What a difference a year makes…
On the 8th February 2008 following the refusal by the Home Office to grant a visa to Yusuf al-Qaradawi, Inayat Bunglawala on behalf of the Muslim Council of Britain (MCB) told the BBC that the decision had:
“worrying implications for freedom of speech”.
“Whatever one may think of some of Qaradawi’s views, the way forward is surely to allow them to be aired and then, if appropriate, to challenge them openly.”
Given a year ago that the MCB were keen advocates of free speech – ‘the way forward is surely to allow [views] to be aired and then, if appropriate, to challenge them openly’ – it seems quite bizarre that they now seem to have undergone a sharp u-turn.
Following an alleged meeting between Lord Ahmed, the Government Chief Whip, the Leader of the House and representatives of the MCB and British Muslim Forum, the MCB now appear to support the Home Office’s decision and by default, restrictions on the right to free speech. As their website states:
“Geert Wilders has been an open and relentless preacher of hate, there is little difference between his views and those of the far right…Mr Wilders’ xenophobic and repugnant views have been identified by a Dutch court, and are now confirmed by his official exclusion to the United Kingdom.”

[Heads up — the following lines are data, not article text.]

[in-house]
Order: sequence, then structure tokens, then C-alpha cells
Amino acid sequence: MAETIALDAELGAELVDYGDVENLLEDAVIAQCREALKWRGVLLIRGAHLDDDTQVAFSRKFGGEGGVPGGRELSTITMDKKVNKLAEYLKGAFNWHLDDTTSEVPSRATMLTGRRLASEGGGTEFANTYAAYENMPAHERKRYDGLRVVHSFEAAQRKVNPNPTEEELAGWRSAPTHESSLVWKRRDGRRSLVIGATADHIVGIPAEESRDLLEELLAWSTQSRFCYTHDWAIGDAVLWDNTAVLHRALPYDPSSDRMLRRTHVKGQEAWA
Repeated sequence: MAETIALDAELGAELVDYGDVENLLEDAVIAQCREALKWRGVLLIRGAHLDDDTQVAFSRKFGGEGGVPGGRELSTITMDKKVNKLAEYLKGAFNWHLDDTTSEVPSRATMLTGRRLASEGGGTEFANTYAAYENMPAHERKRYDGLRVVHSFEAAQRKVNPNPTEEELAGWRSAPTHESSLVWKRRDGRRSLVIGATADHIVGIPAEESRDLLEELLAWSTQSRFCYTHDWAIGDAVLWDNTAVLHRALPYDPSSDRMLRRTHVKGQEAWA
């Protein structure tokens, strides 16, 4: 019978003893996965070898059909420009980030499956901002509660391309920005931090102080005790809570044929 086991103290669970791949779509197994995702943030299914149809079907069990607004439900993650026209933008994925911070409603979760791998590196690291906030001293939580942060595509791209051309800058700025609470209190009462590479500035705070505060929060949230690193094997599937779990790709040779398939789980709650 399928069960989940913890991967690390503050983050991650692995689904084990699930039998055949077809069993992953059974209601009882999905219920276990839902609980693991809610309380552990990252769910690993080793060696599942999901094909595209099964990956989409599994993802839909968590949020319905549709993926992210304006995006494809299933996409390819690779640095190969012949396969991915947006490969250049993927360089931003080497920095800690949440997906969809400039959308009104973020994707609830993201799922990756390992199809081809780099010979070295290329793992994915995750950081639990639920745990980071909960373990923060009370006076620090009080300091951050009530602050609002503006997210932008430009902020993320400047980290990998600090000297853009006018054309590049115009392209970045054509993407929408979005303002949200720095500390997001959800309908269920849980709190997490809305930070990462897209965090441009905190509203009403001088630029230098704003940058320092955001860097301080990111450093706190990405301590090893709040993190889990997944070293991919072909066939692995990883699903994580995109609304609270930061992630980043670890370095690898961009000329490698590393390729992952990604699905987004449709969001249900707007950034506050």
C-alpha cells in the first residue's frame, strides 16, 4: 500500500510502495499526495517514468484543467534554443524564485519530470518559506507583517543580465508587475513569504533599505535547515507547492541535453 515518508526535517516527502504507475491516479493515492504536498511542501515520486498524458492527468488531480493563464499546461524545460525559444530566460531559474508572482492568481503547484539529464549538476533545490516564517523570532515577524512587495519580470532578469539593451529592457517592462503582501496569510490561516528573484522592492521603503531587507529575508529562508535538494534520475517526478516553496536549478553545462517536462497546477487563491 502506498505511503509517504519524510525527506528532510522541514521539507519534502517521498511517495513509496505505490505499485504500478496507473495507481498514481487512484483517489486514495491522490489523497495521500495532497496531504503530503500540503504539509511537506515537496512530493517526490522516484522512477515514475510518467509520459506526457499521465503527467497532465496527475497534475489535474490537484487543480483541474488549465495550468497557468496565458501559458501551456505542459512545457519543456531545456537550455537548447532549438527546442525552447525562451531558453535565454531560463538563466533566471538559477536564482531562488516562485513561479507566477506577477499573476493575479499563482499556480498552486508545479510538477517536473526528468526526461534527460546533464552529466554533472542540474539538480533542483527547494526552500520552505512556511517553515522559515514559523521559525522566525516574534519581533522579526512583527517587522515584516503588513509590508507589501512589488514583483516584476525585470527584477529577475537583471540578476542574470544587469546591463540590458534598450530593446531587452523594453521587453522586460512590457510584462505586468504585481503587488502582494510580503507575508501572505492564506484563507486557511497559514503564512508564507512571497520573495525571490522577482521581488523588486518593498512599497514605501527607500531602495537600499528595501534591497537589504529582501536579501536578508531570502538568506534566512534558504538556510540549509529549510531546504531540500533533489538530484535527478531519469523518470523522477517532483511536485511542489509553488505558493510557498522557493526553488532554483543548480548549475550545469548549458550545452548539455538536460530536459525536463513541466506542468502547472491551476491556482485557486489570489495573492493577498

It goes on:
It is now time to ask why Peers of Realm who promote such demagogues without any censure are allowed to be regarded as mainstream, responsible leaders in our community.
I wonder if the MCB would agree with their opponents when they describe Lord Ahmed in similar ways?
As noted in the post about the twentieth anniversary of the Satanic Verses fatwa, one of its legacies has been for:
“…arguments and debates about freedom of speech [to be] typically inconsistent and result in double-standards of attitude and application being applied alongside charge and counter-charge of what is and is not acceptable.”
For ‘inconsistent’ and ‘double-standards’, feel free to insert ‘hypocritical’ instead.
Interestingly, the Guardian’s ‘Comment is Free’ website shows that 85% of its readers believe that Geert Wilders should be allowed to enter the UK. They believe that a ban goes against the principles of free speech.